Daron Oshay "Mookie" Blaylock (born March 20, 1967) is an American former professional basketball player. He spent 13 years in the National Basketball Association (NBA) with the New Jersey Nets, Atlanta Hawks, and the Golden State Warriors.
|Born||March 20, 1967|
Garland, Texas, U.S.
|Listed height||6 ft 0 in (1.83 m)|
|Listed weight||180 lb (82 kg)|
|High school||Garland (Garland, Texas)|
|NBA draft||1989: 1st round, 12th overall pick|
|Selected by the New Jersey Nets|
|1989–1992||New Jersey Nets|
|1999–2002||Golden State Warriors|
|Career highlights and awards|
|Career NBA statistics|
|Points||11,962 (13.5 ppg)|
|Assists||5,972 (6.7 apg)|
|Steals||2,075 (2.3 spg)|
|Stats at NBA.com|
|Stats at Basketball-Reference.com|
College career edit
A 6 ft 0 in (1.83 m) push-and-pass point guard, Blaylock was rated among the best defensive stoppers in the game. The former Garland High School, Midland College (where he earned NJCAA All American honors in 1987), and University of Oklahoma star is most highly regarded for his quick hands and a ball hawking defensive style that produced more than 200 steals in a season five times and two NBA All-Defensive first-team selections. He was also a capable outside shooter, a fine passer who generally ranked among the league's assist leaders, and a durable instigator of the fast break. In 1988, he helped to lead the Sooners to the NCAA title game.
Professional career edit
Blaylock was selected by the New Jersey Nets with the 12th overall pick of the 1989 NBA draft and settled quickly into Nets' rotation. He was traded with Roy Hinson to the Atlanta Hawks prior to the 1992–93 season for Rumeal Robinson, where he flourished under newly signed coach Lenny Wilkens. He spent seven years with the Hawks, leading them in career three-point field goals (made and attempted) and career steals. He was also selected for the 1994 NBA All-Star Game. He was traded to the Golden State Warriors in a deal that brought Bimbo Coles, Duane Ferrell, and the 1999 10th overall draft pick, Jason Terry, to Atlanta, and finished off his career playing as a reserve for the Warriors.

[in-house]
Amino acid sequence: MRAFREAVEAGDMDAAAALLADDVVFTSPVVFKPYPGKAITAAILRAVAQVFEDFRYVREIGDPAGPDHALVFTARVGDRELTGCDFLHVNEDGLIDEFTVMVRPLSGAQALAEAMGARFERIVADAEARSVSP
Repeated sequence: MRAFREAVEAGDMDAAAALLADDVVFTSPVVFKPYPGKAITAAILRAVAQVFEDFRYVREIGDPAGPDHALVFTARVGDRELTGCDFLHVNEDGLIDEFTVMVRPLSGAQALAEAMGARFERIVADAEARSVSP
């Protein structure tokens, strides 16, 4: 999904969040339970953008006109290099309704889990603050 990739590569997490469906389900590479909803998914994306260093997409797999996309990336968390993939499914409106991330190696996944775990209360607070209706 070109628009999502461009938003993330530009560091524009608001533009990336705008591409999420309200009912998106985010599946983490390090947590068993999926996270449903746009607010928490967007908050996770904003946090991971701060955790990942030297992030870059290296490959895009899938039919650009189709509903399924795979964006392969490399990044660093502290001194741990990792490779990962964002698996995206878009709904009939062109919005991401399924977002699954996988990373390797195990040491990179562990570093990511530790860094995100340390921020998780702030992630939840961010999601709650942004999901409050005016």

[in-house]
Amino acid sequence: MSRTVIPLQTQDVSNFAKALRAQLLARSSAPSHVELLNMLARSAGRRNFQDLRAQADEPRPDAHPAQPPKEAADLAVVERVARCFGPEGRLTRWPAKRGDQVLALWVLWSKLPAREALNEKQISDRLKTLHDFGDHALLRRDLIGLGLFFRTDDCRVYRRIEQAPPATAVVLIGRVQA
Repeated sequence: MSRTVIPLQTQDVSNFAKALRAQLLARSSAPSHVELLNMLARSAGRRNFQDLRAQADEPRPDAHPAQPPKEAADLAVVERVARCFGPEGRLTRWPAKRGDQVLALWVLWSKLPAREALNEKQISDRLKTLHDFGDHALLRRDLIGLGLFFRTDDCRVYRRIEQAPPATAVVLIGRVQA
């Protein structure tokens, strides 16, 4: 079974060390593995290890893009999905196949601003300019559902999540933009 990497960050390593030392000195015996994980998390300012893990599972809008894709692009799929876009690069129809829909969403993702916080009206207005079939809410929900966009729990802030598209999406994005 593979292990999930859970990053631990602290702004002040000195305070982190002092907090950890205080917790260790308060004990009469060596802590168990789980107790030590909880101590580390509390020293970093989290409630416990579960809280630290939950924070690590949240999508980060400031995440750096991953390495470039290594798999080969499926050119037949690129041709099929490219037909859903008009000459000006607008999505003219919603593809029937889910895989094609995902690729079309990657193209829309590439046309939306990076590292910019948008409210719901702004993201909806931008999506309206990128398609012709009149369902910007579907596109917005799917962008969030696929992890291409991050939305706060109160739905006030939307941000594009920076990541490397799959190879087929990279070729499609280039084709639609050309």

NBA achievements edit
- Led the NBA in steals two years in a row (1996–97 and 1997–98), joining Alvin Robertson, Magic Johnson, Allen Iverson, and Chris Paul as the only players to achieve that feat.
- Led the NBA in three-point attempts and finished second in three-pointers made in the 1996–97 season.
- Is the Atlanta Hawks' all-time franchise leader in three-point field goals made (1,050), three-point field goal attempts (3,023), and steals (1,321).
- Set the Atlanta Hawks' single-season franchise records for three-pointers made (231) and attempted (623) in 1995–96.
NBA career statistics edit
|GP||Games played||GS||Games started||MPG||Minutes per game|
|FG%||Field goal percentage||3P%||3-point field goal percentage||FT%||Free throw percentage|
|RPG||Rebounds per game||APG||Assists per game||SPG||Steals per game|
|BPG||Blocks per game||PPG||Points per game||Bold||Career high|
|*||Led the league|
Regular season edit
In popular culture edit
As fans of the basketball player, the band members of Pearl Jam originally named their group "Mookie Blaylock", but they were forced to change the name. They settled on naming their debut album Ten after Blaylock's jersey number.
In the Homestar Runner cartoon "Kick-A-Ball", the Umpire tells the Announcer that Mookie Blaylock gave him the ball featured in the cartoon, a reference to a similar scene in an earlier cartoon about Mookie Wilson.
Personal life edit
In 2011, two of Blaylock's sons, twins Daron and Zack, committed to play football for the University of Kentucky. The sons are graduates of Walton High School in Marietta, Georgia. His youngest son, Dominick, is also a graduate of Walton High School, and plays football for Georgia Tech, having transferred after previously playing for the University of Georgia. Mookie Betts, an outfielder for the Los Angeles Dodgers, was named after Blaylock. Blaylock resides in Zebulon, Georgia.